By ASHLEY HELMS
Although less than 200 residents went to the polls, The Mamaroneck Public Library’s 2014 budget passed with flying colors on Dec. 11.
Four incumbent library trustees; Susan Feitler, Laurie Girsky, Joseph Vozza and Treasurer Steve Warner, along with newcomer Joe Germano, were also elected to serve on the library board for three-year terms starting in June.
The budget was approved by a 77 percent majority vote, with 159 residents voting in favor of it and 38 voting the budget down.
According to numbers provided by the Westchester County Board of Elections, there are 10,658 registered voters in the village.
Susan Riley, the library director, said she was happy the budget was approved by such a wide margin.
“It was a low turnout, but that’s alright. I’m happy it passed,” Riley said.
The approved budget will increase an average Mamaroneck household’s library taxes by approximately $12. This is mostly due to increased salaries for employees and rising healthcare costs, but library officials said this is the lowest increase they have seen in several years. Last year, library taxes were raised by about $16.
The Mamaroneck library has been a special taxing district since 1991. To become a special district, the measure was approved by the state legislature, granting the library the ability to impose a tax.
The exact percentage of a resident’s taxes that go towards the library is unknown, but it’s very small in comparison to school and municipal taxes, according to library officials.
The 21 staffing member positions at the library will remain unchanged and the budget and the property tax levy stands at 2 percent. The approved budget will take affect in June 2014.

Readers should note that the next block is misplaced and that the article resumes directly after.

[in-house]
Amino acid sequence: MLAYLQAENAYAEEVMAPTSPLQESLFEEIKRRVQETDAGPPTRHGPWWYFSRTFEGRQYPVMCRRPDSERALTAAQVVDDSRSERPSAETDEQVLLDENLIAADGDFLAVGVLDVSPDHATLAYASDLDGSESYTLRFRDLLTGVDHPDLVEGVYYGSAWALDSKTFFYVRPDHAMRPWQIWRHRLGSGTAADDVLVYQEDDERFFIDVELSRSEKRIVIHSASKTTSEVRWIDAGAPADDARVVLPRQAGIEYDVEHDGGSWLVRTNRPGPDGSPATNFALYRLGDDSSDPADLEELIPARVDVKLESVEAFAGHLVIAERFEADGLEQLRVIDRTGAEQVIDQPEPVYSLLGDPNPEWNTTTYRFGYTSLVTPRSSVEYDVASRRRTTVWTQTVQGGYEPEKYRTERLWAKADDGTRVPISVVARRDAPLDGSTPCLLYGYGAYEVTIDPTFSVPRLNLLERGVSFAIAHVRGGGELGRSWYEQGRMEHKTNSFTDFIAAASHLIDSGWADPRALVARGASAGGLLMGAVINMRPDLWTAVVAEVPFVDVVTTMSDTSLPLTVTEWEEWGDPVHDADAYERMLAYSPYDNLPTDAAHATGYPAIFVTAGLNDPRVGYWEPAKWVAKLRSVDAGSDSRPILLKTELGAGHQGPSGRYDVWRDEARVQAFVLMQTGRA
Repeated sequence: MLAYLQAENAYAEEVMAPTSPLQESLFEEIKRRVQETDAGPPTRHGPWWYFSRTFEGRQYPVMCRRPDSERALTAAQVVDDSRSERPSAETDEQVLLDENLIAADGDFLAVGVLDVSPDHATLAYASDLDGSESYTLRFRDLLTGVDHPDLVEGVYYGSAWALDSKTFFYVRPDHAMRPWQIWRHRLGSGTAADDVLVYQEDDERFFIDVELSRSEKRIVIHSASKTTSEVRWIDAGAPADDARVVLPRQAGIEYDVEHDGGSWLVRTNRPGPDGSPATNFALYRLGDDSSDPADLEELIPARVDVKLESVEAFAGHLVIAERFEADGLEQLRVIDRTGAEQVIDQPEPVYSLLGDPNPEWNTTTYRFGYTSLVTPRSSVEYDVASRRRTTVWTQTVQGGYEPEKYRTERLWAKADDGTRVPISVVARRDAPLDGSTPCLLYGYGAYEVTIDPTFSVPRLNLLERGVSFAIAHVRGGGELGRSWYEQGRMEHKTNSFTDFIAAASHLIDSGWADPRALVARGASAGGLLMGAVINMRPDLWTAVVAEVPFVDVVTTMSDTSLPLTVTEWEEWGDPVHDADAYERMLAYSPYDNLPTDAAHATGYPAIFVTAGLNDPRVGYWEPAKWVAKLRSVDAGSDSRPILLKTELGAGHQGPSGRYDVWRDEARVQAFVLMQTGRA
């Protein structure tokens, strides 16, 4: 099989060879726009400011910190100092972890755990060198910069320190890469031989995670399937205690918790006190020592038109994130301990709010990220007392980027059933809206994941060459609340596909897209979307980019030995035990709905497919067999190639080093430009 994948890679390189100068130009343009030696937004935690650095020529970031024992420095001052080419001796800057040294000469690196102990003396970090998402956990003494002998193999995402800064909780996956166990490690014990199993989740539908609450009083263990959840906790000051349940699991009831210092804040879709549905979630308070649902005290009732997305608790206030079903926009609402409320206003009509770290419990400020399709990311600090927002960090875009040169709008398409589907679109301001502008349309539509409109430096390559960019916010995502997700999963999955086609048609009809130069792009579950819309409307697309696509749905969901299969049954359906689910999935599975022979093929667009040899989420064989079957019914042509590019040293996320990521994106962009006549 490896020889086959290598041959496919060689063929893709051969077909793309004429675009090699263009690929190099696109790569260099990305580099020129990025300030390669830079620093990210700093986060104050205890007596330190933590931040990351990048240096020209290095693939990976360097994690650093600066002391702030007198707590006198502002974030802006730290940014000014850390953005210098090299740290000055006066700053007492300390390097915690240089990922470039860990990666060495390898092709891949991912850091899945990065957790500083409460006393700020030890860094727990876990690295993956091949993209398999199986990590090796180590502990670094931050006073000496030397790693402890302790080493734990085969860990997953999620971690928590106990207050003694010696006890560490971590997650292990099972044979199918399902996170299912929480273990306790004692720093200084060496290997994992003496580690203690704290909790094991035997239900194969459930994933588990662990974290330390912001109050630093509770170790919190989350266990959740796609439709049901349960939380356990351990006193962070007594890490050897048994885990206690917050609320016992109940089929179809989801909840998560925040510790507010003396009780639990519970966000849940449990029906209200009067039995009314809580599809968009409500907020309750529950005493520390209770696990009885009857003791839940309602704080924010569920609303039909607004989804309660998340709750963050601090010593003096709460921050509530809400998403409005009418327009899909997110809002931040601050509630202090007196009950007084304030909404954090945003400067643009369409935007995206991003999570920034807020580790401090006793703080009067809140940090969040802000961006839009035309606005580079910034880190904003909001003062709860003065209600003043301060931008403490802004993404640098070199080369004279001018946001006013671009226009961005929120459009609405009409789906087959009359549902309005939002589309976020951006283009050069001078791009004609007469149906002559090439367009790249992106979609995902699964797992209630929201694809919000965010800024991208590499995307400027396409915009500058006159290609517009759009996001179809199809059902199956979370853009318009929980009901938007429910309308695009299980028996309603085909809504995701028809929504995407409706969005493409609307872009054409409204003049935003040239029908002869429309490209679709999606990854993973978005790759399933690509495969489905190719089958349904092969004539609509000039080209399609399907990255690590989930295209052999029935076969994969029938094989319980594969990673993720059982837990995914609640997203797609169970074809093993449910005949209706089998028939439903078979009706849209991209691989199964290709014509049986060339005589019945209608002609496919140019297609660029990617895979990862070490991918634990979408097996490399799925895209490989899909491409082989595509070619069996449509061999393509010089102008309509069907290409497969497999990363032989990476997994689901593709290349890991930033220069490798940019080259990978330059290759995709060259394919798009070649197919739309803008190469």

Employee salaries are up to a total of $992,500 from $971,000 in 2013 and health insurance costs are up to $11,500 from $10,000 this year.
About $154,000 in funds applied to the new budget is expected to be taken out of the library’s reserve in order to keep tax increases on residents minimized, according to library officials.
There is about $2 million in the library’s reserve fund, but a large chunk of it is allocated to pay for bonds used for the renovation project that finished last year, according to Library Business Manager Mary Soto.
Laurie Girsky, who was re-elected to her third term on the library board, said the Board of Trustees wants to continue efforts aimed at bringing the community into the library.
“We have a new, beautiful building and new computers. They are wonderful resources,” she said.
To be eligible to run, Girsky said she had to collect at least 30 petition signatures; similar to the process used when running for governmental elected office. But the trustee said she collected her signatures in a creative way. She has been using the tactic since she was first elected to the board six years ago.
“I [collect signatures] on Halloween; otherwise people aren’t home,” Girsky said. “It was a very warm, friendly evening.”
In addition to book collections, the library boasts 35 computer stations with 21 designated for public, non-member use, according library officials. Three Amazon Kindles and three Barnes and Noble Nooks, which are electronic devices used for reading that take the place of an actual book, have been donated to the library over the last nine months for members to use.
The board was able to more accurately calculate the budget this year with the conclusion of a renovation project that started in 2008. The reconstruction project wrapped up in 2012
Upgrades to the library included bringing in more advanced technology, including new computers, and a more comfortable area to be used as a community meeting or study room, as well as a coffee bar.